Agritourism has been growing in popularity for many years but the combination of the covid-19 pandemic and Brexit has led to a massive increase in demand for staycations and hence agritourism holidays.
As the staycation trend shows no sign of slowing down, architect Keith Handy tells Alex Black why new agritourism ventures need to have strong environmental credentials
Creating an experience that is good for the environment as well as the business is essential for farmers looking to tap into the growing demand for holidays in the UK. And with the staycation market at an all-time high, now is the time to diversify, according to Keith Handy, director of Howarth Litchfield architects.
The latest research from Mintel suggests that demand for staycation properties is ‘expected to exceed pre-covid-19 levels and could well reach a new 10-year record’.
In real terms, this means by 2022, the domestic holiday market will be worth an estimated £15 billion. But Mr Handy said diversification today must be undertaken with the environment in mind and there were some big opportunities on the horizon for those who seek green solutions to the staycation demand. He added they were focused on green building solutions and sustainable design.
“We must be sure that the building designs we create and withstand the test of time and satisfy building regulations well into the future, not to mention having less of demand on gas and energy generally,” he said.
Sustainability has moved higher up the agenda with the net carbon zero targets fast approaching. This meant those looking to extend their current holiday park and leisure offerings, or landowners with spare land looking to diversify into holiday accommodation for the first time needed to adopt a green approach to ‘future-proof’ the investment.
“We are currently working on schemes at seven sites, stretching from the South West through to Yorkshire, the Lakes and the northeast coast, with the development of almost 600 static holiday homes, lodges and log cabins,” Mr Handy said.
Modern Methods of Construction (MMC) such as offside manufacturing are popular green building solutions. It means design, planning, manufacturing and pre-assembly manufacture and MMC can be defined as the design, planning, manufacture and pre-assembly of construction elements or components in a factory environment, prior to installation at their intended final location.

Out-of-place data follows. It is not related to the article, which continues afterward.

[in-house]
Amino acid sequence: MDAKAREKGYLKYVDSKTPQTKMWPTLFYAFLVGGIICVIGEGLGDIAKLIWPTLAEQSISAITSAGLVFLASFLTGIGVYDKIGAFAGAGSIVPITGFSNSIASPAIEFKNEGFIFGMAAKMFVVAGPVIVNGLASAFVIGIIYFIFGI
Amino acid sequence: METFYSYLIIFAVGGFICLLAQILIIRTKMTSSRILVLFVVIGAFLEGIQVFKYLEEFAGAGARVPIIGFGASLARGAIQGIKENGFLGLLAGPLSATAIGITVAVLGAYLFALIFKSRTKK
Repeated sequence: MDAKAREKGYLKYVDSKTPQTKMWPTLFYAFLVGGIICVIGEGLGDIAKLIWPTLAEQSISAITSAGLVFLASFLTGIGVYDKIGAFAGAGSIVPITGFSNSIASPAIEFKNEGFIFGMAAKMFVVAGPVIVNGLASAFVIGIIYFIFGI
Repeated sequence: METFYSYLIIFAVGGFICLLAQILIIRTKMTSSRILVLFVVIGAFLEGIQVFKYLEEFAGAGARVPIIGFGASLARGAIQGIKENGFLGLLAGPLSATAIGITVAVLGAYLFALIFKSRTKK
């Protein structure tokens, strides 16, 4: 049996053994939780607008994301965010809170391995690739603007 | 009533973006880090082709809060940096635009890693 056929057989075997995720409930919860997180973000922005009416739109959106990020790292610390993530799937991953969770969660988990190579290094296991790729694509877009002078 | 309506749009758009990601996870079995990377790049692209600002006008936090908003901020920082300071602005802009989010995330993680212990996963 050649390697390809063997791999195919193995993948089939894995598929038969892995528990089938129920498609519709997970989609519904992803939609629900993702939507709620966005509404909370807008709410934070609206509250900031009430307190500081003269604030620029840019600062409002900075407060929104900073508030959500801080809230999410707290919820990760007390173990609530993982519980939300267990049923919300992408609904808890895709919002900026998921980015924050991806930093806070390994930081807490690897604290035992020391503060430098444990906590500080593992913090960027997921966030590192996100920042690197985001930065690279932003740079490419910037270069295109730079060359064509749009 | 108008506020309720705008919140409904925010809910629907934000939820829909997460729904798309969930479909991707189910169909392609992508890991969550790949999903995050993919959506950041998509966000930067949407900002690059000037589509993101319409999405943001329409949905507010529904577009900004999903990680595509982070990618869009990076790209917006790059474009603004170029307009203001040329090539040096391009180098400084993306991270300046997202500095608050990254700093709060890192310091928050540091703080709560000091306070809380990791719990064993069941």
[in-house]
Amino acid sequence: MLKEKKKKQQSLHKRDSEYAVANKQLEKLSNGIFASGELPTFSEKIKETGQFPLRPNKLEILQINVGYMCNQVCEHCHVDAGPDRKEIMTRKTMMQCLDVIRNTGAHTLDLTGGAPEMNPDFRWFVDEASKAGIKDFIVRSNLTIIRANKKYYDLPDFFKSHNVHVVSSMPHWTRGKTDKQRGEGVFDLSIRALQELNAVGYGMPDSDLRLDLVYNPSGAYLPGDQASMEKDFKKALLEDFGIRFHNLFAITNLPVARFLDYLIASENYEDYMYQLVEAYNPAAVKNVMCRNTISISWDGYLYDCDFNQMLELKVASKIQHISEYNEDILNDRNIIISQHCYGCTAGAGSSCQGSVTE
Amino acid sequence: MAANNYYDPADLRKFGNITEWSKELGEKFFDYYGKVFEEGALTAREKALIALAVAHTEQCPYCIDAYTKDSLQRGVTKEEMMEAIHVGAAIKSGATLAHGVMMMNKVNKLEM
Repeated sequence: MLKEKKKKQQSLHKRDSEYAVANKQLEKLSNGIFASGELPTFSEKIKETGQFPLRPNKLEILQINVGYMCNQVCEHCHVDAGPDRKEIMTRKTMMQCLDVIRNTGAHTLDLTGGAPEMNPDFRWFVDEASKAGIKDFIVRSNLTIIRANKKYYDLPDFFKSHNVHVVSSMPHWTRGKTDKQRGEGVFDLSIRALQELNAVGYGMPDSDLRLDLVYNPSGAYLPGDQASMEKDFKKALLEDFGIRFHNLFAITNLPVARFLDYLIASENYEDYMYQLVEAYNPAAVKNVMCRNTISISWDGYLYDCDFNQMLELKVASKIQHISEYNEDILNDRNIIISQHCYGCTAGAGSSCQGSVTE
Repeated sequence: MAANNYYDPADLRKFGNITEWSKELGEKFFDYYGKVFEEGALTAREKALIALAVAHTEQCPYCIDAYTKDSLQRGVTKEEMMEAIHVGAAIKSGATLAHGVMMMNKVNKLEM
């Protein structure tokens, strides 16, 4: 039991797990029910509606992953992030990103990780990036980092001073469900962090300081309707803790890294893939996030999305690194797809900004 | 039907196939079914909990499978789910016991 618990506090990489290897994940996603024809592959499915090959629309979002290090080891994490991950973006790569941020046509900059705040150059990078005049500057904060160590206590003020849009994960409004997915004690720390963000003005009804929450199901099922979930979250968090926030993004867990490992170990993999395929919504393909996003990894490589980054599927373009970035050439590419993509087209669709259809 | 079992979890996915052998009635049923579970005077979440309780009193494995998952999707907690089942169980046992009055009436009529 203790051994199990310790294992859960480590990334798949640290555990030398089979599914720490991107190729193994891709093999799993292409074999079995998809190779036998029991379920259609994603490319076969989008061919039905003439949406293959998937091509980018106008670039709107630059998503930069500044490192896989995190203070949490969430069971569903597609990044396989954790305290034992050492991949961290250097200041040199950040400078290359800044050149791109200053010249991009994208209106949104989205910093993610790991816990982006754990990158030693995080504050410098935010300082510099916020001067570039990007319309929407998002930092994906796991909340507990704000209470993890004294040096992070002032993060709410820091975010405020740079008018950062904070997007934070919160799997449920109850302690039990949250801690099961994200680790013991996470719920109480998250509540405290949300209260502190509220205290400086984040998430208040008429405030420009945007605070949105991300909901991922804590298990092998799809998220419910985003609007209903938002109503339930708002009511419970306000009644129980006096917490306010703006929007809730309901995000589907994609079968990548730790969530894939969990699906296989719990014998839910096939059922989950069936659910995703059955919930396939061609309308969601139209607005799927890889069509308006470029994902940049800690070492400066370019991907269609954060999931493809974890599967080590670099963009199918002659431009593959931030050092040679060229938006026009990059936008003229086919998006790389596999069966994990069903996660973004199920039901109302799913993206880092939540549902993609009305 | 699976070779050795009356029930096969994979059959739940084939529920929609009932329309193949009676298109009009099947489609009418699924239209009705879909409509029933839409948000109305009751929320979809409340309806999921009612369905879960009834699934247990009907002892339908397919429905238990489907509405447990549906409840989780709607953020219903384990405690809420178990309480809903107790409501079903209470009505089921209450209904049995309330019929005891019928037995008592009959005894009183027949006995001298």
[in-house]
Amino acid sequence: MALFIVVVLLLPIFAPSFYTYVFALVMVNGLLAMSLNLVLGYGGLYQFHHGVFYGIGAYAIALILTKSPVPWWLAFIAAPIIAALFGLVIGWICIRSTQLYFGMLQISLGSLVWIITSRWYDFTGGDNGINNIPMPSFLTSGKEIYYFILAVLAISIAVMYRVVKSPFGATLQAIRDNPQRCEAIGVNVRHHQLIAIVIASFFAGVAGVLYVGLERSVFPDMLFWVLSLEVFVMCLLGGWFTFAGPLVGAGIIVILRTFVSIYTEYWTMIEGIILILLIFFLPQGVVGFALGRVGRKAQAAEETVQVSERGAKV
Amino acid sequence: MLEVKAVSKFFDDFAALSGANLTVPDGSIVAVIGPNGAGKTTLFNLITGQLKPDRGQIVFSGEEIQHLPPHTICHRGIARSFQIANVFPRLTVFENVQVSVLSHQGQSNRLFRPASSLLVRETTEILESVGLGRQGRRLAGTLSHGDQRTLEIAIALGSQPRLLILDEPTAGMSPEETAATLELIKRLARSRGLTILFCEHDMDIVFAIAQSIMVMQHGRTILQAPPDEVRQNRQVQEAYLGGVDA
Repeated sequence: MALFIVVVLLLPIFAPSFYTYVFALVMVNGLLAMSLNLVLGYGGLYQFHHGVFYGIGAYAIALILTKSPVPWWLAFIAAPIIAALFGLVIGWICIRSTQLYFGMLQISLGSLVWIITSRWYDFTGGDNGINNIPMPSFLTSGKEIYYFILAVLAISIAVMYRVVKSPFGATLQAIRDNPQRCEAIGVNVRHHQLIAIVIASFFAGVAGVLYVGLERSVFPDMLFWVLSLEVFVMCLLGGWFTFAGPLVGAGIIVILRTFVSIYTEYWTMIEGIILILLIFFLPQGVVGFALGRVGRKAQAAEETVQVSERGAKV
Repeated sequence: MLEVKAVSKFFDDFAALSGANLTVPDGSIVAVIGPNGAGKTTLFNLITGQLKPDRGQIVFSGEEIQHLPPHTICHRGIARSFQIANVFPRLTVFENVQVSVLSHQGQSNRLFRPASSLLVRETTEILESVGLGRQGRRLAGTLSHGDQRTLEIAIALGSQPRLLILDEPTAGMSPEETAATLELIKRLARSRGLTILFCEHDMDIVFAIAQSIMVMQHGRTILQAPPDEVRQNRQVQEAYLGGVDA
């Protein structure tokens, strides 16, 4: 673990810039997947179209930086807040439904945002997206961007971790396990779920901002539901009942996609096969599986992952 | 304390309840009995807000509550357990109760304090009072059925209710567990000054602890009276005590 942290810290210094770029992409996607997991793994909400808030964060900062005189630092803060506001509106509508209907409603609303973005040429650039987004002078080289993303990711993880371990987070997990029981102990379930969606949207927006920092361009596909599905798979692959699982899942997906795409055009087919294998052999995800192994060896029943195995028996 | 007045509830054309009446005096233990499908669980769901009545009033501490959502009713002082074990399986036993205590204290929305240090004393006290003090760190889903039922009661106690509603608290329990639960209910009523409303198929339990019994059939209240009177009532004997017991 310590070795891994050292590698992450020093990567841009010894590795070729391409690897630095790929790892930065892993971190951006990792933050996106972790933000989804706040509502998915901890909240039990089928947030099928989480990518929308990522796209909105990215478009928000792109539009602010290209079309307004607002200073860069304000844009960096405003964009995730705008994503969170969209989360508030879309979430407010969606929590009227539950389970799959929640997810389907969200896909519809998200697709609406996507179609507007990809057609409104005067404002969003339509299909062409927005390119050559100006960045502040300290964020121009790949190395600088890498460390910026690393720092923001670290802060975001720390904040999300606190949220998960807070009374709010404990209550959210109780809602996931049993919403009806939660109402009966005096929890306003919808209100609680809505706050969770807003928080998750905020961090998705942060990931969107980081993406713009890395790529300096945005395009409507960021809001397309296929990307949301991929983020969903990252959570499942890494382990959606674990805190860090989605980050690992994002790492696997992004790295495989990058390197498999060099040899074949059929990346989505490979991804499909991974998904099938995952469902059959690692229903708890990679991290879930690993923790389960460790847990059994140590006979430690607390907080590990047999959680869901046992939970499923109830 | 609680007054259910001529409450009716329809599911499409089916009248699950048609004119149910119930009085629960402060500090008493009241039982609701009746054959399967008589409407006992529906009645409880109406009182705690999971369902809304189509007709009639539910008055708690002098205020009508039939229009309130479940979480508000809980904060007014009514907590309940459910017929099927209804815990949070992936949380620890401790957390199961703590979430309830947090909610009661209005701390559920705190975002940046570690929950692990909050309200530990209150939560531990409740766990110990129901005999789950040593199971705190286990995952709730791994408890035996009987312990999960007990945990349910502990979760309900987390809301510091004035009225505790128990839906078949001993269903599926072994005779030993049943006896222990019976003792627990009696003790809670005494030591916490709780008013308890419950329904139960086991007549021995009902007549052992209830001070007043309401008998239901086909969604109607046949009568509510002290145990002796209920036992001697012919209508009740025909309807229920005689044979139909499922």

“This style of construction is becoming increasingly popular with clients because it minimises on-site disruption and reduces build times when constructing log cabins, chalets and timber-framed housing,” he said, adding it allows them to respond swiftly to market trends.
With planning permission received, lodges can be manufactured off-site complete with finishes, lifted onto site foundations within 12 weeks and installed in 48 hours. Mr Handy highlighted it was important to consider planning constraints in the local area.
“A good holiday park is about the experience of each family, so if you are thinking of adding in some new accommodation to an existing site, make sure everyone’s needs are catered for – such as quiet places away from the hustle and bustle; areas where families can integrate; areas for social activities and of course, green spaces – so in the planning stage, ensure the initial masterplan is as dynamic as possible,” he said.
The rising popularity of the ‘workation, workoliday or woliday’ could mean farmers want to look into the provision of decent Wi-Fi, a desk and office chair, maximising occupancy levels at previously off-peak times.
“And with the overall lifespan of an MMC unit standing at around 60 years, versus a 10-year lifespan for a static caravan and the National House Building Council warranty overshadowing the static by an impressive nine years, this greener, leaner method of creating staycation hubs has never looked so appealing,” Mr Handy added.